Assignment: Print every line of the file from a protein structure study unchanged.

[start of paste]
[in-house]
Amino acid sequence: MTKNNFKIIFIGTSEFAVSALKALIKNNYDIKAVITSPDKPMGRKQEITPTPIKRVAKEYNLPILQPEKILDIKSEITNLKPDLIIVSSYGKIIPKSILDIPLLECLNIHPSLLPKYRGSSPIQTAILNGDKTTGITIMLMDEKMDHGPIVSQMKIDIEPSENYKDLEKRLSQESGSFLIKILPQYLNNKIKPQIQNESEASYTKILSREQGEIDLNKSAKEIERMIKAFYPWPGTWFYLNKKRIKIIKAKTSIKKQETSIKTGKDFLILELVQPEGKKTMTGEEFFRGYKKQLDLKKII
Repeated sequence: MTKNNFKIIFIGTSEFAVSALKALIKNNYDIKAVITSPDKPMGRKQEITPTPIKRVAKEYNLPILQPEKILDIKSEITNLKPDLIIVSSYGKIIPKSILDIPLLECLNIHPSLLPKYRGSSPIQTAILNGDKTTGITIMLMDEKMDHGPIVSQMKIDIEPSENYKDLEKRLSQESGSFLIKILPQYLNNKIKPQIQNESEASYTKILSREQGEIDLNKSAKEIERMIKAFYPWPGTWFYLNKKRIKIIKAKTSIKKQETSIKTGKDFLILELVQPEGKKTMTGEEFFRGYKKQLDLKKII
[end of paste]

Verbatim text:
[in-house]
Amino acid sequence: MTKNNFKIIFIGTSEFAVSALKALIKNNYDIKAVITSPDKPMGRKQEITPTPIKRVAKEYNLPILQPEKILDIKSEITNLKPDLIIVSSYGKIIPKSILDIPLLECLNIHPSLLPKYRGSSPIQTAILNGDKTTGITIMLMDEKMDHGPIVSQMKIDIEPSENYKDLEKRLSQESGSFLIKILPQYLNNKIKPQIQNESEASYTKILSREQGEIDLNKSAKEIERMIKAFYPWPGTWFYLNKKRIKIIKAKTSIKKQETSIKTGKDFLILELVQPEGKKTMTGEEFFRGYKKQLDLKKII
Repeated sequence: MTKNNFKIIFIGTSEFAVSALKALIKNNYDIKAVITSPDKPMGRKQEITPTPIKRVAKEYNLPILQPEKILDIKSEITNLKPDLIIVSSYGKIIPKSILDIPLLECLNIHPSLLPKYRGSSPIQTAILNGDKTTGITIMLMDEKMDHGPIVSQMKIDIEPSENYKDLEKRLSQESGSFLIKILPQYLNNKIKPQIQNESEASYTKILSREQGEIDLNKSAKEIERMIKAFYPWPGTWFYLNKKRIKIIKAKTSIKKQETSIKTGKDFLILELVQPEGKKTMTGEEFFRGYKKQLDLKKII